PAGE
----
From Casetext: Smarter Legal Research

Brenneman King v. State

Supreme Court of Arkansas (En Banc)
Dec 11, 1978
573 S.W.2d 47 (Ark. 1978)

Summary

In Brenneman v. State, 264 Ark. 460, 573 S.W.2d 47 (1978), cert. denied, 442 U.S. 931, 99 S.Ct. 2863, 61 L.Ed.2d 299 (1979), the Supreme Court of Arkansas held that an accused has no constitutional right to have oral argument by counsel at the conclusion of an evidentiary hearing on a motion to suppress evidence.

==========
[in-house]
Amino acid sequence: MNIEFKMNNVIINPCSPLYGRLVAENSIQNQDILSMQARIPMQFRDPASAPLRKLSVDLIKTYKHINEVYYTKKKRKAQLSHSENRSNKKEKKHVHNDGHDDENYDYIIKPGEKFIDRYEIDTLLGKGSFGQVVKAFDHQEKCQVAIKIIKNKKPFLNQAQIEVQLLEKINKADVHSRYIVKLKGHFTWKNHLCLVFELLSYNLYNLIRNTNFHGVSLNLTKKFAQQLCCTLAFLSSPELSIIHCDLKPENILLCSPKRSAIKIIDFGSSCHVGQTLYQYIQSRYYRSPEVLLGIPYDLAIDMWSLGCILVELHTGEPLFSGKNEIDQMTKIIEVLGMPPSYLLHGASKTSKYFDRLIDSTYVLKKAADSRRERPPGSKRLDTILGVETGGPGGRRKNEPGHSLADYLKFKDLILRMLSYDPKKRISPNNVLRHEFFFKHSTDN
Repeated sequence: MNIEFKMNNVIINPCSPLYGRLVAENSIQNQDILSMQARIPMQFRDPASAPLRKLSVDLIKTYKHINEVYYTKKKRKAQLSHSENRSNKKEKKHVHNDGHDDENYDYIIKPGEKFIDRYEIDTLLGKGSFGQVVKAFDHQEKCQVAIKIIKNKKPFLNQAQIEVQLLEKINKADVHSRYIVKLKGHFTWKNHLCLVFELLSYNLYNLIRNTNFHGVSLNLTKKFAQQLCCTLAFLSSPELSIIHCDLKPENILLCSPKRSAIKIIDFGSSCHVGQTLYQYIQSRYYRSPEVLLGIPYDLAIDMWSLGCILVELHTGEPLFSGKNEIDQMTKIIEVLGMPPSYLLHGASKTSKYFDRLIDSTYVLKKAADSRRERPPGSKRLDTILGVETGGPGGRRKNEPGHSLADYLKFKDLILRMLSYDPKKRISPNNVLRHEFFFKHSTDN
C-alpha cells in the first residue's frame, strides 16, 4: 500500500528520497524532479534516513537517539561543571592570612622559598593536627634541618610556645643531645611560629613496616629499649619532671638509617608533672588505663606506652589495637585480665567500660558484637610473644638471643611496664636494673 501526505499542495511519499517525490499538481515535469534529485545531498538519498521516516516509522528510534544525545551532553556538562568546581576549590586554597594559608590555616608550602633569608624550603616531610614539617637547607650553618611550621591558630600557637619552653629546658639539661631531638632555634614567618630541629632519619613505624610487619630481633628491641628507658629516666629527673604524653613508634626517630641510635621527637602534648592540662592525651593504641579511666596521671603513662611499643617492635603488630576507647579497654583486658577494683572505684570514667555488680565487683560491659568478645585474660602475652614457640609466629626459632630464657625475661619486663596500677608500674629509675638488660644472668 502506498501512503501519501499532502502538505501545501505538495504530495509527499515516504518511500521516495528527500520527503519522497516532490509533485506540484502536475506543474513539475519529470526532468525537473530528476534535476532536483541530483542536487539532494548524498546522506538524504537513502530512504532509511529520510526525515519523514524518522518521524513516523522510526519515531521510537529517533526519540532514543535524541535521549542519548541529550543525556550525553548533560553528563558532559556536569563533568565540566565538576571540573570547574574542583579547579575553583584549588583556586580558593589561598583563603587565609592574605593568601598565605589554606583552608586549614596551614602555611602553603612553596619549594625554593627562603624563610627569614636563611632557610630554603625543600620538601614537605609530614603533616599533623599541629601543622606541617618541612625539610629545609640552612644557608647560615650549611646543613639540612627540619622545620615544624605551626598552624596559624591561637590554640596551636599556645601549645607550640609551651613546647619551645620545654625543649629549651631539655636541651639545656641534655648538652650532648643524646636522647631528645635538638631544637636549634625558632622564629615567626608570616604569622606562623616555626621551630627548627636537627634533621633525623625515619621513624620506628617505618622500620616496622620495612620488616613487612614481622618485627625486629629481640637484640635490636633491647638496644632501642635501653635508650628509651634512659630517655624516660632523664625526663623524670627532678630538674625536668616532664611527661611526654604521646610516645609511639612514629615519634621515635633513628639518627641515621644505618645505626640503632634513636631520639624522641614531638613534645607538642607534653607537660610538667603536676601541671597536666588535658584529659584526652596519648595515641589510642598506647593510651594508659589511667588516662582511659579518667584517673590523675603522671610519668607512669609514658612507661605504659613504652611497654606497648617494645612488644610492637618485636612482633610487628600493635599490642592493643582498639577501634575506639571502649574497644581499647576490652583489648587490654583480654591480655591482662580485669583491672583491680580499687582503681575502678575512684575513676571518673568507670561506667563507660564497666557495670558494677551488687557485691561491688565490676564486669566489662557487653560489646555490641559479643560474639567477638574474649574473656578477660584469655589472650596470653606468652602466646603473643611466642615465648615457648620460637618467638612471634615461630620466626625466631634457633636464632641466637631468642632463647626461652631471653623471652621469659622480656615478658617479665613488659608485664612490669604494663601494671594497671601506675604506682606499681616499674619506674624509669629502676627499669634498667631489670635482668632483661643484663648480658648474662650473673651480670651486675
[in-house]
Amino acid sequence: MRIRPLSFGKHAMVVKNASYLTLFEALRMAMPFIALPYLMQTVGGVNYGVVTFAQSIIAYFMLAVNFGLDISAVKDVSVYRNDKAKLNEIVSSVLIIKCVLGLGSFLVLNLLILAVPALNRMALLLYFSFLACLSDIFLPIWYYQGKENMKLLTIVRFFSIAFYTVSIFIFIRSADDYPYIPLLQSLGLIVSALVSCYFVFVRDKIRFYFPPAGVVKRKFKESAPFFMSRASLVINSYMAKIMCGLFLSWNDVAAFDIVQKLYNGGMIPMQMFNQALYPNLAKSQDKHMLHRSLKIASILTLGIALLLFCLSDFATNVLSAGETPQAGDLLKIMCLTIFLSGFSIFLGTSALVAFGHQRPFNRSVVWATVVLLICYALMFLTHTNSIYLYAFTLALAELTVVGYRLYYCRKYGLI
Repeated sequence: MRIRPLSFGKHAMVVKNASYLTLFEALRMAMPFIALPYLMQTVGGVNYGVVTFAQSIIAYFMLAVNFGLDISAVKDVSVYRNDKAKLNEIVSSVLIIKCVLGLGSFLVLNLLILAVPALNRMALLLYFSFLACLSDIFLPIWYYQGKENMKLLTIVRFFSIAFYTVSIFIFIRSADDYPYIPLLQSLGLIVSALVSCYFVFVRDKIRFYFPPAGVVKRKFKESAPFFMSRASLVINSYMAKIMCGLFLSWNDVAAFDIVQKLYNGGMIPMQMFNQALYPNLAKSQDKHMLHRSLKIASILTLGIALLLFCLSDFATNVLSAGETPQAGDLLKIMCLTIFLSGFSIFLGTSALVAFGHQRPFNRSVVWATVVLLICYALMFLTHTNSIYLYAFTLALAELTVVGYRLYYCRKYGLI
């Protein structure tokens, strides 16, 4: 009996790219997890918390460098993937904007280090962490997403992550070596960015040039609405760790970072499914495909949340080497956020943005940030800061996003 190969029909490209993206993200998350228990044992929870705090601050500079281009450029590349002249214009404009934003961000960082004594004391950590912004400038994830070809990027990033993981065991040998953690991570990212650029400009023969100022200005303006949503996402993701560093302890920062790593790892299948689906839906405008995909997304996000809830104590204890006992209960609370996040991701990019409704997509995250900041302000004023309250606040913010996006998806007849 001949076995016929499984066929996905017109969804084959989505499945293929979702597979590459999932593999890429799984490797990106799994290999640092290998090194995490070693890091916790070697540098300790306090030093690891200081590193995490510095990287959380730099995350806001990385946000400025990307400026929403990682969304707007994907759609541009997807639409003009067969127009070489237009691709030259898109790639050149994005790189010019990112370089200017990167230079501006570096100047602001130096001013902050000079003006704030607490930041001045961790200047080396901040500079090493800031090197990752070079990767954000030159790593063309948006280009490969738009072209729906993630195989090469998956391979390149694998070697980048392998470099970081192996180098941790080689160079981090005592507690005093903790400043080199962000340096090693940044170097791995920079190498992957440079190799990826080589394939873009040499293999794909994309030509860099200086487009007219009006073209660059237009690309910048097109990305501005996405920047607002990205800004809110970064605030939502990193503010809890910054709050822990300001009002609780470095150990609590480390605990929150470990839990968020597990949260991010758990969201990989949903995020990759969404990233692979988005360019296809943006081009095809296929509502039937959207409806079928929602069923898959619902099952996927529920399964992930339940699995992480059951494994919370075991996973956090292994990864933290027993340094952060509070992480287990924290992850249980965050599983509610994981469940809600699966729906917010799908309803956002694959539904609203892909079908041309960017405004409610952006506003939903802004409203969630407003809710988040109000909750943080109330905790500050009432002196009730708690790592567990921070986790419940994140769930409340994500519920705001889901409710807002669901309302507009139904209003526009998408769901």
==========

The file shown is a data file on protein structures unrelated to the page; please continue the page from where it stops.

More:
Summary of this case from Holland v. State

Opinion

No. CR 78-62

Opinion delivered October 30, 1978 [Rehearing denied December 11, 1978.]